"I think they are a great American theater," Jenkin says of the Undermain, which premiered his contemporary re-imagining of the Book of Jonah. "That they do it in Dallas is probably a bit tougher." Jonathan Robert Willis

Playwright Len Jenkin Is Right at Home in Undermain Theatre’s Eccentric Space

Jenkin's new play is a contemporary re-imagining of the Book of Jonah.

Prolific playwright, novelist, director, and screenwriter Len Jenkin has been called the “hero of the avant-garde,” an off-beat spinner of wanderer plays that wind through a mythic American landscape. Jenkin’s often bizarre and witty imagination has long found a home in the Undermain Theatre’s quirky theatrical space in Deep Ellum. Katherine Owens’ Undermain has debuted plays like Port Twilight, Time in Kafka, and Abraham Zobell’s Home Movie: Final Reel. Last summer, Jenkin and Owens were invited to the Sundance Institute’s renowned Theatre Lab, where they refined their latest collaboration, Jonah. The contemporary re-imagining of the biblical tale makes its world debut at Undermain this month.

How did Jonah come about? I think I began writing it about two years ago, making some notes. The impetus was the Book of Jonah, which I have always been fascinated by. It is mysterious and strange. At the core there was an idea I was interested in, apart from the wonderful imagery. It is the idea of an unfaithful servant, the reluctant prophet—but I like the unfaithful servant more. It is someone who doesn’t do the job that’s given him. He runs from it.

Did the interest in that character and that theme spring from anything particular when you started writing it? Jonah is always news. It is not the good news or the bad news. The only thing—and I made no particular connection to it—is the horror show in Syria and ISIS. They destroyed Jonah’s tomb, among all the other things they have been destroying. But I didn’t write with that in mind, and it doesn’t have a particular connection. It is a play about how we live and how to get along in this world, and what it is to have a vocation. And to fail and to fail better. It is a spiritual play, and, I hope, a funny play and a very entertaining play.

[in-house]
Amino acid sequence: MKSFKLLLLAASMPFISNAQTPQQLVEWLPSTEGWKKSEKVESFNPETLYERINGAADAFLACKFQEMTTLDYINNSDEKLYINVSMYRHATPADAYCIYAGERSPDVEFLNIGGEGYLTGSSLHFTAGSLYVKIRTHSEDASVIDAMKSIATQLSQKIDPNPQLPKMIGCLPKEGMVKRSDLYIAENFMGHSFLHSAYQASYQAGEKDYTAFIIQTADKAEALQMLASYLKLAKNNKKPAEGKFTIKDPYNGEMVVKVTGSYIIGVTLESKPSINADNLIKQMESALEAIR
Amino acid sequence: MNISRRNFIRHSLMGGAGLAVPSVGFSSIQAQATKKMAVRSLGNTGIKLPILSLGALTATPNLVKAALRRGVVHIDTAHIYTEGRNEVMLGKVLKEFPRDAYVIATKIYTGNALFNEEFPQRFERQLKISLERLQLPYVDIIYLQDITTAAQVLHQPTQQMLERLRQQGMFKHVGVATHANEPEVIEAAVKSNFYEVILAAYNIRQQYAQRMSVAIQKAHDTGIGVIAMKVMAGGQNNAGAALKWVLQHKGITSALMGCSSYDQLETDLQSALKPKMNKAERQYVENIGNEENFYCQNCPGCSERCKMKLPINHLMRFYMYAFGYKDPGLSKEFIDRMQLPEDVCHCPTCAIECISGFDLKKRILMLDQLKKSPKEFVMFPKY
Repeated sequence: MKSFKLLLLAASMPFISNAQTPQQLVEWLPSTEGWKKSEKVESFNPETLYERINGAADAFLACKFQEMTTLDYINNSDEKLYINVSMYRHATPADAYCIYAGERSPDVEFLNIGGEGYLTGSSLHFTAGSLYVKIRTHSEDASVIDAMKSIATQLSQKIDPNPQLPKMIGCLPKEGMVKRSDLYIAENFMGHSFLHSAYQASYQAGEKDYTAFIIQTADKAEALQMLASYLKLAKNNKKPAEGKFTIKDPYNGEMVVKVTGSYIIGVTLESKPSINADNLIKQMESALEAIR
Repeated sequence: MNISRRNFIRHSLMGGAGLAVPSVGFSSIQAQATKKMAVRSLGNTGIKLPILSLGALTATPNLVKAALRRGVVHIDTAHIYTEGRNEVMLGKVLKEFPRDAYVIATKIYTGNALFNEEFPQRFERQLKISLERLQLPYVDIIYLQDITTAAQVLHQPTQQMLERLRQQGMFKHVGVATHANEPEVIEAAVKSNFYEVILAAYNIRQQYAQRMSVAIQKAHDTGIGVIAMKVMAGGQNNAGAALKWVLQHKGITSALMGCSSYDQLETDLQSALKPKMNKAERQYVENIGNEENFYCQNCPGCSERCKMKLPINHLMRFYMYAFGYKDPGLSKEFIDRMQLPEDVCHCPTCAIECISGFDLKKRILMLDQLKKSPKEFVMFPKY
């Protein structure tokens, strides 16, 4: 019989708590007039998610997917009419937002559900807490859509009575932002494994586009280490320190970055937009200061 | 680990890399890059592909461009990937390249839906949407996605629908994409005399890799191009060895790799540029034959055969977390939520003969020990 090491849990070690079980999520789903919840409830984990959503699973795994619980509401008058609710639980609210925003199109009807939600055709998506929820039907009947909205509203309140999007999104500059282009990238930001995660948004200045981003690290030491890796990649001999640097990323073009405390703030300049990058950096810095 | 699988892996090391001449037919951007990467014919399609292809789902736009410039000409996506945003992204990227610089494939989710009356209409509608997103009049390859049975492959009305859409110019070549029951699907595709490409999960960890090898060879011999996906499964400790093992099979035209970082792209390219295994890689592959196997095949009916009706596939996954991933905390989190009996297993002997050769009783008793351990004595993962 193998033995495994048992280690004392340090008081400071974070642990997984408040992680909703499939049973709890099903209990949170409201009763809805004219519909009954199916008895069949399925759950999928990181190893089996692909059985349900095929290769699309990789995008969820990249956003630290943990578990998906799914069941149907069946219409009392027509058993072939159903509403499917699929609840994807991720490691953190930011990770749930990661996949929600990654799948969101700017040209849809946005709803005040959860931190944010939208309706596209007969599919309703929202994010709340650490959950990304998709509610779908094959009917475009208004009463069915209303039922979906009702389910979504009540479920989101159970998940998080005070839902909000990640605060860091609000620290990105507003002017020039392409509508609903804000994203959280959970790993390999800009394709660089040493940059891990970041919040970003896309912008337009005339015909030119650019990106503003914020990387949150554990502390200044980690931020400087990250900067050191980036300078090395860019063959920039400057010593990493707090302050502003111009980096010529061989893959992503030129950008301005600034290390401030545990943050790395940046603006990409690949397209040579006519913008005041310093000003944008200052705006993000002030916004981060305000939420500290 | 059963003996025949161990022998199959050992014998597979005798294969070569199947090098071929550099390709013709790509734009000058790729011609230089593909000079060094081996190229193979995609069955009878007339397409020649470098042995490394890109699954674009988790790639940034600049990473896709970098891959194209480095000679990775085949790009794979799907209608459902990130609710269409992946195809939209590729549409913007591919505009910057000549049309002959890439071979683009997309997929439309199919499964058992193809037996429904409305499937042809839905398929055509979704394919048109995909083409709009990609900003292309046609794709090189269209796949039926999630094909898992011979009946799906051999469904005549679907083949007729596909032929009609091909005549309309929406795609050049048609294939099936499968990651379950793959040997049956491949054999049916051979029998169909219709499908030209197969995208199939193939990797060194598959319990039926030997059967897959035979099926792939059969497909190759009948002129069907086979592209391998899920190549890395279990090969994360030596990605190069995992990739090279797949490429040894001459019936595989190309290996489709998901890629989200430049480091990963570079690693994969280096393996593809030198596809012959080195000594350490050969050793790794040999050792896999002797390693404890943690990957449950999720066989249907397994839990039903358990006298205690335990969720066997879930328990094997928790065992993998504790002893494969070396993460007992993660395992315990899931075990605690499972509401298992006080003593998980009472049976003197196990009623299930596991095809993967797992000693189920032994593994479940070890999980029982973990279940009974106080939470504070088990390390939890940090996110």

Katherine Owens has said in an interview that the play relates to Herman Melville as well as medieval mystery plays, in addition to the biblical source material. It is hard to make biblical references without referencing Melville as well. He makes so many of them. Melville is probably my favorite writer, and there are all kinds of echoes of him in lots of things I do. The idea of medieval mystery plays also interested me, because I wanted God to appear in the play rather than to be a big voice. I wanted him to be a character.

Last summer, you were invited to the Sundance Institute with Owens to participate in their annual theater lab. How did that experience affect the shape of the play? We got to figure out a lot about the play. It was in pretty good shape beforehand. Sundance resulted in a lot of staging ideas and a lot of notions about the feel. But there weren’t radical changes in the text. It was about finding the way into the tone, integrating the music into it.

What is the Sundance experience like? For the writer it is really ideal, and I guess this is true for Kat also. It is day on, day off. Day on is a day of working with the director and the actors. That is followed by a day that I have for myself to write, or I could meet with Kat. We tried all kinds of things. Sundance was a great gift for us. You don’t have to focus on results. No one is going to look at it.

"The idea of medieval mystery plays also interested me, because I wanted God to appear in the play rather than to be a big voice," Jenkin says. "I wanted him to be a character." Photo by Jonathan Robert Willis.
“The idea of medieval mystery plays also interested me, because I wanted God to appear in the play rather than to be a big voice,” Jenkin says. “I wanted him to be a character.” Photo by Jonathan Robert Willis.

You have worked a ton with the Undermain over the years. What keeps that relationship between you and the theater so strong? Before I ever knew them, they started doing work of mine. I love their work, and I think they are a great American theater. That they do it in Dallas is probably a little bit tougher; they have made it a virtue. The space has magic to it, and a lot of history to it.

The Undermain’s space is famously difficult. How are you approaching the production? The design for Jonah at the Undermain is great. It is by [Tony Award-winning scenic designer] John Arnone, who I have worked with for 40 years, off and on. The Undermain is a basement with four columns. To do anything in-the-round you have to incorporate those columns or go inside them. What we are planning to do at the moment—things might change—is make it look like a gypsy circus tent in a circle inside those columns. On the floor, in a ring, is the entire Book of Jonah written in a spiral, and that is covered with sand. Part of the sand moves during the play, and text is revealed. The tent has constellations on it.

When you are writing a play and you know it is going to debut at the Undermain, does the thought of the space enter into or inform the writing? No, it doesn’t inform the writing. But once you are in there and up close, the limitations of that space invariably end up working for you. Kat is wonderful at making that space work. It is a very particular, special space. “Charming” is not the right word. But it’s got all these valuable quirks and limitations. Like any good theater that wasn’t purpose-built, it has the feel of what it originally was. It is about as far as you can get from a high school auditorium. The bad smell of theater is in it.

A version of this Q&A appears in the April issue of D Magazine.

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